Monday, 22 July 2013

Join the Army and See the World - the life of Hugh MacKay

Hugh MacKay (c1756 – 1840) was my fifth great grandfather on my maternal grandfather's side. He was a weaver on a heavily overpopulated Isle in the Hebrides, yet, because he joined up to fight Napolean, he ended up travelling not only to Europe but also into the Middle East. This is a quick, and inadequate rundown of his life.

Hugh MacKay (c1756 – 1840)
Wife: Ann MacDonald (c1765-1802)
Children:
Catharine (1785-?)
Donald (1787-?)
William (1787- ?)
George (1790-?)
Lachlan (1793-1861) (guess which one is my ancestor)
Francissa (1795-?)
John (1798-?)

Hugh MacKay was born on the Isle of Tiree, Argyll, Scotland. The Isle of Tiree Community website describes Tiree thus:

“One of the Inner Hebrides, Tiree is twenty-two miles west of the nearest point on the Scottish mainland, Ardnamurchan. ...Britain’s twentieth largest island, it is just over ten miles at its longest, five miles at its widest, and a little over half a mile at its narrowest.
A walk of forty six miles would take you around its coastline, much of it along white beaches of shell sand. Tiree is divided into 286 crofts and five farms although there are today probably fewer than a hundred active crofters. The land is split into thirty one crofting townships, each controlled by a grazing committee. It is the most fertile of the Hebrides...
The weather dominates life on Tiree in a way it often fails to do on the mainland. Weather reports from the island are familiar to listeners to the BBC’s Shipping Forecast and Reports from Coastal Stations.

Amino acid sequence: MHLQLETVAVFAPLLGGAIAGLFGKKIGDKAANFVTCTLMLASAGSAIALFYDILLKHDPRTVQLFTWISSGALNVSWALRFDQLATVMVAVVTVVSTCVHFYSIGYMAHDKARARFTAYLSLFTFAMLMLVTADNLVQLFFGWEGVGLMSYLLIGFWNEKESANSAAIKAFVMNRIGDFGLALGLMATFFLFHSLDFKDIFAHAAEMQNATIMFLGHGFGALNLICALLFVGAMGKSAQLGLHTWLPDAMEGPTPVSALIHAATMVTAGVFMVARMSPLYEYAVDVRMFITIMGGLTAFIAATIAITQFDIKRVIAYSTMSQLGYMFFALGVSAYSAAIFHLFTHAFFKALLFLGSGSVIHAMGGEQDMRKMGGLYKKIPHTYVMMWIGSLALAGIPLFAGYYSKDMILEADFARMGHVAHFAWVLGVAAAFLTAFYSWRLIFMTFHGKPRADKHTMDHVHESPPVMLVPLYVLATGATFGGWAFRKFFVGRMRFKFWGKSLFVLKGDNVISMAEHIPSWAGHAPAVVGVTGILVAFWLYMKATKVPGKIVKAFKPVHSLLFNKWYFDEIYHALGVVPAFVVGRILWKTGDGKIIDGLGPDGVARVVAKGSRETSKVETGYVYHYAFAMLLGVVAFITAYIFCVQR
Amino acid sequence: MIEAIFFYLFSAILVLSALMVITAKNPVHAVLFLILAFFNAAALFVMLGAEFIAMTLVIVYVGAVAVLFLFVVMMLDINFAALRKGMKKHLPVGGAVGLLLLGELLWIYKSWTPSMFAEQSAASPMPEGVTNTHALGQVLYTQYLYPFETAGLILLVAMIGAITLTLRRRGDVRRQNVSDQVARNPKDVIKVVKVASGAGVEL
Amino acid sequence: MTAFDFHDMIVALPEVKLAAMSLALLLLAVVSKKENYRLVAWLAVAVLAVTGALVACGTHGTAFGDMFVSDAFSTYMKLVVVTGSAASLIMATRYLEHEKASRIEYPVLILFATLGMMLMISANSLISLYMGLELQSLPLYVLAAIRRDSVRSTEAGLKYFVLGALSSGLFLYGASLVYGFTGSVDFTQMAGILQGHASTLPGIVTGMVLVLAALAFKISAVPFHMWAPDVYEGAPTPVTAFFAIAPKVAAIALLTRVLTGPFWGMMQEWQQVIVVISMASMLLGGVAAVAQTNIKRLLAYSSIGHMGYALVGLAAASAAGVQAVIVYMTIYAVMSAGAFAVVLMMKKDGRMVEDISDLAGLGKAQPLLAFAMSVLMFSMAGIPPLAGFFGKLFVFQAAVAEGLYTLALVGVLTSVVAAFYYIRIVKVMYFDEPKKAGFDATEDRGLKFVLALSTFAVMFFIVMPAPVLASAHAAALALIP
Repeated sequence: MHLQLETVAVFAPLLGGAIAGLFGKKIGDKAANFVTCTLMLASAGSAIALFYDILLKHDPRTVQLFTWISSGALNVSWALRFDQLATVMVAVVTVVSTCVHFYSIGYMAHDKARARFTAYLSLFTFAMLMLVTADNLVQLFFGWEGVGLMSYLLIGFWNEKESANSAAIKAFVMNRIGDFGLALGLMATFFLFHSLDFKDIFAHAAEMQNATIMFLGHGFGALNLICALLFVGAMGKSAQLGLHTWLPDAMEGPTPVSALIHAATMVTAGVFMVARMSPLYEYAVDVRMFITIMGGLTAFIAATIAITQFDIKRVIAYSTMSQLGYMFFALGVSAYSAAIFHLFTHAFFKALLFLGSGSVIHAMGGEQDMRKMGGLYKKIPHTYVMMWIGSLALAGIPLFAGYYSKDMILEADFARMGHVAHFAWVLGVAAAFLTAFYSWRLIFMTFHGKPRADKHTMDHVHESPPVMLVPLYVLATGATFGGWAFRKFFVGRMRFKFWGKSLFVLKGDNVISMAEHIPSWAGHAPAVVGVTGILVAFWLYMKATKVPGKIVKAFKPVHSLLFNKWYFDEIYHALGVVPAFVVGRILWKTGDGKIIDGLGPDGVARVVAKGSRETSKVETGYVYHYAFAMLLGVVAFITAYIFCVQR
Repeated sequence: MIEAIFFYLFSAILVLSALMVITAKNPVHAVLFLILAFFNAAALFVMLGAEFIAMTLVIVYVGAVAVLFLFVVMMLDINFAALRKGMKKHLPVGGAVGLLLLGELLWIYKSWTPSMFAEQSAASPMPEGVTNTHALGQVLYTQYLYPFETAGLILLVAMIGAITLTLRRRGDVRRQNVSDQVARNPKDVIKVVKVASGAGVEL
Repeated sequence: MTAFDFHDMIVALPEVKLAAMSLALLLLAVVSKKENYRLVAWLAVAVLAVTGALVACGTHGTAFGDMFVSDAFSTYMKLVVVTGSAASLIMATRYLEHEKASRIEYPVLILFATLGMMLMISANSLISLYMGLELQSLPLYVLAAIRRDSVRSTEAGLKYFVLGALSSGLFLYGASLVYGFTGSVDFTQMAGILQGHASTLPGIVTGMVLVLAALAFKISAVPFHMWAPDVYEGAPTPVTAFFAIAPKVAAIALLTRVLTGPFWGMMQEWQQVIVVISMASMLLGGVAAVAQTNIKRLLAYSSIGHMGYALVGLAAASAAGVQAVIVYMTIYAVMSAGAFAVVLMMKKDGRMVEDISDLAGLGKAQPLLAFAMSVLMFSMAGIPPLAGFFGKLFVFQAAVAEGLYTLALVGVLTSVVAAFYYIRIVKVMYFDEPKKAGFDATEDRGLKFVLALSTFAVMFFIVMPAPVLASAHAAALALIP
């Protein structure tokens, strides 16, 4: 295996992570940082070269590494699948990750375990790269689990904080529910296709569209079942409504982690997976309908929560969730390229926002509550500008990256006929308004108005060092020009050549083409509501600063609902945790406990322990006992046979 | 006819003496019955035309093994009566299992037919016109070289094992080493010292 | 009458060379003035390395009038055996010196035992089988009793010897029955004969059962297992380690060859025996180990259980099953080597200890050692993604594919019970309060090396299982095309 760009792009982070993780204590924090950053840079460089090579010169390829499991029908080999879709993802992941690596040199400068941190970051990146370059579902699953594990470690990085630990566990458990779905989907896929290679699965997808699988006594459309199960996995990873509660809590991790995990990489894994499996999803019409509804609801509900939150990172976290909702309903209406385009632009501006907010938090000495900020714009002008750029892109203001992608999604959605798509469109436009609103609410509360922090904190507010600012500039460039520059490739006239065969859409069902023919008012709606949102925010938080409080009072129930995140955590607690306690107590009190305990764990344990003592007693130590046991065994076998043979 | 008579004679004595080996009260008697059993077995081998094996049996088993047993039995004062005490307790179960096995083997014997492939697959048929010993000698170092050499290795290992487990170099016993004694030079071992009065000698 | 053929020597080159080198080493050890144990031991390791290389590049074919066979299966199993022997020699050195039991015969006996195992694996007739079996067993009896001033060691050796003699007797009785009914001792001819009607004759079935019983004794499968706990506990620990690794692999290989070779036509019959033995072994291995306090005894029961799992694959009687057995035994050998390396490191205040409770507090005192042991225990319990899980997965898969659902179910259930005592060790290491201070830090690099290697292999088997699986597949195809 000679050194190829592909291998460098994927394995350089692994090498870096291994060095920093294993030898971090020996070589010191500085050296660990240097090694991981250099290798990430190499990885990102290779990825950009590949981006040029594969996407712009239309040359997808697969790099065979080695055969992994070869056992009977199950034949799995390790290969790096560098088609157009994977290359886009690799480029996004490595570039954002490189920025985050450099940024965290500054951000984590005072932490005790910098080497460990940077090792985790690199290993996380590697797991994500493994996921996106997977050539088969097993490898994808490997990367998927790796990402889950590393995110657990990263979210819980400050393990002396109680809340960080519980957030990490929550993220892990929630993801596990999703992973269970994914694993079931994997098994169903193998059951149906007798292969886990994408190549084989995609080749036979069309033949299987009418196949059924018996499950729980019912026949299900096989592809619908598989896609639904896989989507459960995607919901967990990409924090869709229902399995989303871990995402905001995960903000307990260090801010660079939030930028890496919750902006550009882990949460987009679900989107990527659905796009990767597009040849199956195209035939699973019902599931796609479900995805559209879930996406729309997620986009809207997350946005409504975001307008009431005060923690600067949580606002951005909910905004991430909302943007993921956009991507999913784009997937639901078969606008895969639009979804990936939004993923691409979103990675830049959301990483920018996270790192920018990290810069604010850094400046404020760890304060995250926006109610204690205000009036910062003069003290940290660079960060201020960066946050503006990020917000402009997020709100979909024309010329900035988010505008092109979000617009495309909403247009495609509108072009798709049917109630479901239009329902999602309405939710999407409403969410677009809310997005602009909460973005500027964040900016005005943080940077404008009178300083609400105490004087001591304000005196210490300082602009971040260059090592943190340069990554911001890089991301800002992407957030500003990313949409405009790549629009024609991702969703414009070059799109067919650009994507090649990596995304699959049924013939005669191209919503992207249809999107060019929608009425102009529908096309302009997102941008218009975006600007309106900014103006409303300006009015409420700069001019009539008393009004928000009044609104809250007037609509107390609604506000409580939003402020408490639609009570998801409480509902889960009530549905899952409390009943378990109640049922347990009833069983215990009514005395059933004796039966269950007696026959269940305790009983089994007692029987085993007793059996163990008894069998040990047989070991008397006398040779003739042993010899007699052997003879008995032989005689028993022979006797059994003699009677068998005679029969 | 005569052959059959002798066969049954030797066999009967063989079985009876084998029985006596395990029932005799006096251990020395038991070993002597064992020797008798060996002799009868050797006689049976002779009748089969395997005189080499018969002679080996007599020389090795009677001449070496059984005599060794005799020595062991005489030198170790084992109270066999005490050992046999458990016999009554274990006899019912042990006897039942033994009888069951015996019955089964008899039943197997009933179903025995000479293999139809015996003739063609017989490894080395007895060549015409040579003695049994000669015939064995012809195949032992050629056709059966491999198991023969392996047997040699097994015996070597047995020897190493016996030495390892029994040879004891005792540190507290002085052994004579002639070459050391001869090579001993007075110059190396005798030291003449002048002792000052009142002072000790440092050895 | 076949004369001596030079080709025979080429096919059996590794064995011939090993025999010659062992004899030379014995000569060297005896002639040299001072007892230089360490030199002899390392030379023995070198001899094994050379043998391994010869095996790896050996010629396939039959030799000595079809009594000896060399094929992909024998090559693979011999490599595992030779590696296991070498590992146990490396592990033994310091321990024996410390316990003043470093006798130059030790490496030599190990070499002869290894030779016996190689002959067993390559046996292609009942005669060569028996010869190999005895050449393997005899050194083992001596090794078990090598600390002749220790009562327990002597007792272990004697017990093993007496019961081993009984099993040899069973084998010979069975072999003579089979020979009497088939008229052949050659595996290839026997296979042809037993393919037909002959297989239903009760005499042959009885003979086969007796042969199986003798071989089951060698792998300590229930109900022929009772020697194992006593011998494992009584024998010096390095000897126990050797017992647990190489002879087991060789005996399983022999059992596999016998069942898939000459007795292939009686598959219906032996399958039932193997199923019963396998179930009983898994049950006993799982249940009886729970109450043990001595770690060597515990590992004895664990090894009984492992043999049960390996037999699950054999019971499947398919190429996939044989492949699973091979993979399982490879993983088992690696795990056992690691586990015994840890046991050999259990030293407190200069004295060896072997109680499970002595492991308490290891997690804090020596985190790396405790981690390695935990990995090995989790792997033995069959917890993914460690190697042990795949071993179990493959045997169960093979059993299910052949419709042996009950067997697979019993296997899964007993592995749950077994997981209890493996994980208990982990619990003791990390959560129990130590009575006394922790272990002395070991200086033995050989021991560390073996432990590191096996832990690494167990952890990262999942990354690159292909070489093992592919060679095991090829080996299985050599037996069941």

Like the rest of Scotland’s west coast, the island is bathed by the warm Gulf Stream. The surrounding seas keep the island’s climate mild in winter and cool in summer. Sea temperatures are at their lowest in March, and at their highest in September.
The prevailing south-westerly winds bring a succession of weather systems from the Atlantic... There are gales here on average thirty four days a year.”1
Tiree is without woodland, and has only three sizeable hills.
Tiree, withing Argyll and Bute, from Wikipedia
Finding birth records for Hugh has proved problematic, although pursuit continues. His father, if Hugh followed tradition, would have been Donald (as this is the name of his eldest son – the tradition was to name the eldest son for the paternal grandfather). However, this is presently conjecture. Little has been uncovered of Hugh until the birth of his first child, and even then the details are sketchy.

In 1785 the birth of Catharine is recorded in the Parish Records of Cornaig, Coll to Hugh MacKay and Anne MacDonald2. They were already married as the child was not listed as “begot through fornication”. Luckily, the custom in Scotland was to record the mother's maiden name. No marriage records for Hugh and Ann have yet been uncovered.

All the subsequent Mackay children were born on Coll, although in differing Parishes (Cornaig, Sodistal), with the possible exception of Lachlan (this will be explained later), whose birth does not appear in the Old Parish Records (OPR).

Coll, the island directly north-east of Tiree on the map above, is 20.9km long by 4.8km wide and these days has a population of about 200. It has sandy beaches and one notable “mountain”, Ben Hogh in the south west of the island which rises to a height of 104m3. Coll's official website boasts a list of things the island does not have, including “nowhere to go whilst it rains.”4